“You give them space,” he said. “You give them working room. You’re not hovering over top of them. You hire good people and then you let them do their job.”

    To an extent.

    Speaking as someone who has a similar managerial style I can tell you that the results are not always what you’d want. If you actually do a perfect job of hiring people who are as driven as you are, it can work. But most of the time, this simply isn’t the case.

    The truth of the matter is that Eberflus’s assistants are going to have to be pushed as much or more than his players are. Similar to the players, he’s going to need to find a way to get them to accomplish things that they never knew that they could do.

    Taking a completely hands off approach is almost never the way to do that.

  • Dan Wiederer at the Chicago Tribune quotes Bears Chairman George McCaskey as he answers the key question regarding the Bears coaching search.
  • So why would anyone in the outside world latch on to McCaskey’s confidence this time around as he begins working with his fourth GM and fifth head coach?

    “Every experience has its benefits,” McCaskey said. “Hopefully you’re learning from the experiences, both the positive and negative.”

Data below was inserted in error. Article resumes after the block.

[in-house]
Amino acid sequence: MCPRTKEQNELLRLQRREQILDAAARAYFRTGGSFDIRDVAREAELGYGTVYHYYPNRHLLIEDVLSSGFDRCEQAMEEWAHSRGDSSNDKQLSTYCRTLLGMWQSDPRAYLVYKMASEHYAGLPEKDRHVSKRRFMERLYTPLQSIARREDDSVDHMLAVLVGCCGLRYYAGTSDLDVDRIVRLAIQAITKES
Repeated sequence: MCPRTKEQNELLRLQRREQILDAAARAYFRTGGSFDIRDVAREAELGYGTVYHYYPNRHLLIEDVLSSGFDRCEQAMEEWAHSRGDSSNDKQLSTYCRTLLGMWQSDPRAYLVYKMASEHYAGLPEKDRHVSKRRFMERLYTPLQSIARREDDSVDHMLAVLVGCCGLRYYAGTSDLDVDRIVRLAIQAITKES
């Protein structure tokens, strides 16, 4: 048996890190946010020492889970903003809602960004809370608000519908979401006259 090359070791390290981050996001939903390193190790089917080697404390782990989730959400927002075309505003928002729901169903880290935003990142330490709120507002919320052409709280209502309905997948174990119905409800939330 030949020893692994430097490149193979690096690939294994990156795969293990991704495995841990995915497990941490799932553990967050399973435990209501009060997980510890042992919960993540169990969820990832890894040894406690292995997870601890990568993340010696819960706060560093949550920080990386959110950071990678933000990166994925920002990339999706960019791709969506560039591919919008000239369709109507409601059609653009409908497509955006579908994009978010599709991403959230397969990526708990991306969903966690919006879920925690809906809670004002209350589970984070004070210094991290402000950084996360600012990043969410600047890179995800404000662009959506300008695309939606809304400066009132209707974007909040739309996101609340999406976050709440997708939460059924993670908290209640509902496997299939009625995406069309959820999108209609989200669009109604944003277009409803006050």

When looking at this search from the outside in it certainly doesn’t look like much changed. Get a veteran NFL man to advise – check. Form a committee including team President and CEO Ted Phillips – check. Start interviewing general managers and head coaches at the same time – check.

    What McCaskey is counting on is doing the same thing but doing it better this time around. Only time will tell whether their approach is the right one. But Bears fans have already seen it fail once.

  • Speaking of the hiring process let me once again express my disappointment that former Bears and current Chiefs special teams coordinator Dave Toub was once again passed over for an interview not just with the Bears but with any team.

    Pundits like to talk about how coaching special teams prepares you in a unique way to become a head coach. The position forces you to know every player on the roster and to constantly adapt to changing personnel as players come and go from the offensive and defensive side of the ball. But when it comes to action its all just hot air as NFL executives opt for the more flashy offensive and defensive coordinators and leave good coaches like Toub behind.

  • Finally, if there’s a bottom line conclusion from the Bears recent hires, its this.Patrick Finley at the Chicago Sun-Times expresses my fears about the new Bears regime: